Around this time, a Jewish patriarch named Mattathias (who may or may not have been nicknamed “Maccabaeus”) whipped his family and other sympathetic Jews into open rebellion against the Seleucids. Using guerilla tactics (such as fighting on the Sabbath), Mattathias’ insurrection harried Judea’s rulers for years. In 165, Mattathias died, and leadership of his rebellion passed to his sons: Jonnan, Simon, Eleazer, Jonathan and Judas – whose surname was certainly “Maccabaeus.” It meant something roughly equivalent to “hammer.”
These brothers, the Hasmoneans, eventually won a degree of religious independence for Judea. For a short time, their family ruled as both priest and king.
Roughly fifty years later, a propagandistic account of the brothers’ rebellion and the establishment of their subsequent dynasty was composed to shore up the right of rulership possessed by the priest-king Alexander Jannaeus. It is this heroic, militaristic and pro-Hasmonean text which survives today as the apocryphal book of First Maccabees. By design, it casts Judas and his relatives in the best possible light – noting their skill in battle, their priestly background and, above all, their unshakeable piety. Whatever truth it contained failed to win security for the Hasmoneans. Rome conquered Judea, time passed. New messiahs came along.
Shortly after the composition of First Maccabees an alternate account was written, threaded through with miracles and predicated on a firm belief in the resurrection. It survives today as the book of Second Maccabees. In its rendering, Judas alone is treated as a figure of respect. His brothers are dismissed as untrustworthy or wicked.
There were other versions. The story survived.
Howard Fast released My Glorious Brothers, his thirteenth novel, in 1948. In it, he provided his own take on the story of the Maccabees. The revolt, Fast explained, was “the first modern struggle for freedom,” a conflict that “laid a pattern for [the] many movements that followed.” His book was well received.
“Whatever is good in the telling [of this story],” Fast explained, “I owe to the people who march through these pages, those wonderful people of old who, out of their religion, their way of life and their love for their land, forged that splendid maxim that resistance to tyranny is the truest obedience to God.”
In a letter to Daily Worker, quibbling with some points in their review of Brothers, Fast expanded on this point. “All who fought in freedom’s cause, since first man began, are our brothers,” he said. “All, whether they fought against slavery, serfdom or capitalism, lifted a brick for that eventual socialist structure which all of mankind will achieve.”
Howard Fast was, by the late 1940s, a highly visible and massively successful American writer. His books focused, for the most part, on dramatizing a liberalized version of American history. In 1943, he took this approach to one of his country’s founding fathers. Citizen Tom Paine remains one his most popular works – and one of his most reprinted. During the war, the state department even reprinted it in a number of foreign languages, distributing Fast’s novel as a propaganda tool.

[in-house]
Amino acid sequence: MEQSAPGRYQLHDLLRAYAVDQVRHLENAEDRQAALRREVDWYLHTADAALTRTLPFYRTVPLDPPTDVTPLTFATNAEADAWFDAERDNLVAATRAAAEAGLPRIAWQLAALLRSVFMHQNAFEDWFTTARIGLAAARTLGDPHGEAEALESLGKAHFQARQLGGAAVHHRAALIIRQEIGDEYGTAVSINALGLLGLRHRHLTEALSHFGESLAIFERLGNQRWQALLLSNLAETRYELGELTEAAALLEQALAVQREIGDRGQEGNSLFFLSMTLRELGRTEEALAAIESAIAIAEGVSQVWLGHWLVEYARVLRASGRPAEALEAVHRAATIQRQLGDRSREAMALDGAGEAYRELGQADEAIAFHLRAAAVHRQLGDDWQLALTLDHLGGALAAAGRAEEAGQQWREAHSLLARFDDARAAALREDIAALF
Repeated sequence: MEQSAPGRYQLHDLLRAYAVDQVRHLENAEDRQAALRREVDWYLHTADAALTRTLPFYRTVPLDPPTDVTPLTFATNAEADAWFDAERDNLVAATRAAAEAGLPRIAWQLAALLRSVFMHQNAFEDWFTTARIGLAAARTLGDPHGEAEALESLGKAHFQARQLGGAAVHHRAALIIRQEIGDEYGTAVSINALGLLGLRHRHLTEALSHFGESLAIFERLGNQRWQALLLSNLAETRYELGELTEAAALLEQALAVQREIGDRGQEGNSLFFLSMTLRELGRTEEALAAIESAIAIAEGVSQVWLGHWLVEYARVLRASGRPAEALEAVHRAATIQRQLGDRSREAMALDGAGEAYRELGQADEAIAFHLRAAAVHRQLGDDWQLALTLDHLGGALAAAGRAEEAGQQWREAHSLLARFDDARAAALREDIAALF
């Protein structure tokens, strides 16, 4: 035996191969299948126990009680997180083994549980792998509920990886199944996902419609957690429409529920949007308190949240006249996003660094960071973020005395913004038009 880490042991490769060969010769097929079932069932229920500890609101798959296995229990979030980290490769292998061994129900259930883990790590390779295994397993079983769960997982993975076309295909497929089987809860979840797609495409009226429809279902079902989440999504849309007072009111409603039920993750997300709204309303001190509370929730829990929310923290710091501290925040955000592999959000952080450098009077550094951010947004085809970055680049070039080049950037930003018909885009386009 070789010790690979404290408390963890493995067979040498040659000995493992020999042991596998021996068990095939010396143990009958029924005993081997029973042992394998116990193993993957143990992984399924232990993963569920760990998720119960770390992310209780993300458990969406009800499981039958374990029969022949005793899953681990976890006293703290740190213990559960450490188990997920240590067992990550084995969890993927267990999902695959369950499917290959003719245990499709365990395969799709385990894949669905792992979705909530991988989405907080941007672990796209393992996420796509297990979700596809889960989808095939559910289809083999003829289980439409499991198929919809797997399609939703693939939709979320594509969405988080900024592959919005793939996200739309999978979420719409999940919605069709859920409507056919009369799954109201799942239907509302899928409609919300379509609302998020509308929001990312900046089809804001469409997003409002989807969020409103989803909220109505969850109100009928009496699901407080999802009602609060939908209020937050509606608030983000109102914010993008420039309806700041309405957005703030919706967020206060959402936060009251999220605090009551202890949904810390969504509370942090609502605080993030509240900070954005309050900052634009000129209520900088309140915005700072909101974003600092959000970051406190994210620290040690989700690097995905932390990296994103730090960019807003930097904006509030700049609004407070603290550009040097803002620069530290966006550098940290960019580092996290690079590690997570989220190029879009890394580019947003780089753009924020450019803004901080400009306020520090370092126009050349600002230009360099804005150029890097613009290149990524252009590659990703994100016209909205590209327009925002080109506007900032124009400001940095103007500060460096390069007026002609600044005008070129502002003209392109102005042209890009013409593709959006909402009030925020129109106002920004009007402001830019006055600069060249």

In 1944, he tackled the narrative of an ex-slave named Gideon Jackson in Freedom Road. In 1947’s Clarkton, Fast described the various pressures at work in a labor strike (“To understand Clarkton is to understand the responsibility of the American dream,” said the dust jacket of its first edition). He was reviewed in Newsweek, the Atlantic, and the New York Times.
My Glorious Brothers earned more than his usual share of garlands. The book “outstrips anything Fast has ever done,” wrote Edmund Fuller, in the Saturday Review. “I have felt him to be guilty, usually, of oversimplification,” continued the critic. My Glorious Brothers, however, featured passages of real “complexity and penetration.”
Fast, in his autobiography, saw this reception as a political necessity. “To trash a novel about the Jewish struggle for freedom in 1948 was,” he wrote, “a little sticky.”
In less than a year, he would be in Peekskill.
It is no longer 1948. We can trash the book now.
My Glorious Brothers is a deeply credulous novel. From its central premise, equating the Maccabean revolt with Fast’s utopian ideals, the book proceeds to sketch a world divided between clear and definable absolutes of political morality. The Syrians and the Romans, in Fast’s conception, were slave societies, predicated on the bondage of the human spirit. His militant Jews, driven by a single, simple maxim (“once we were slaves in the land of Egypt”), represent the inverse – a classless society of infinite liberty, patience, and respect.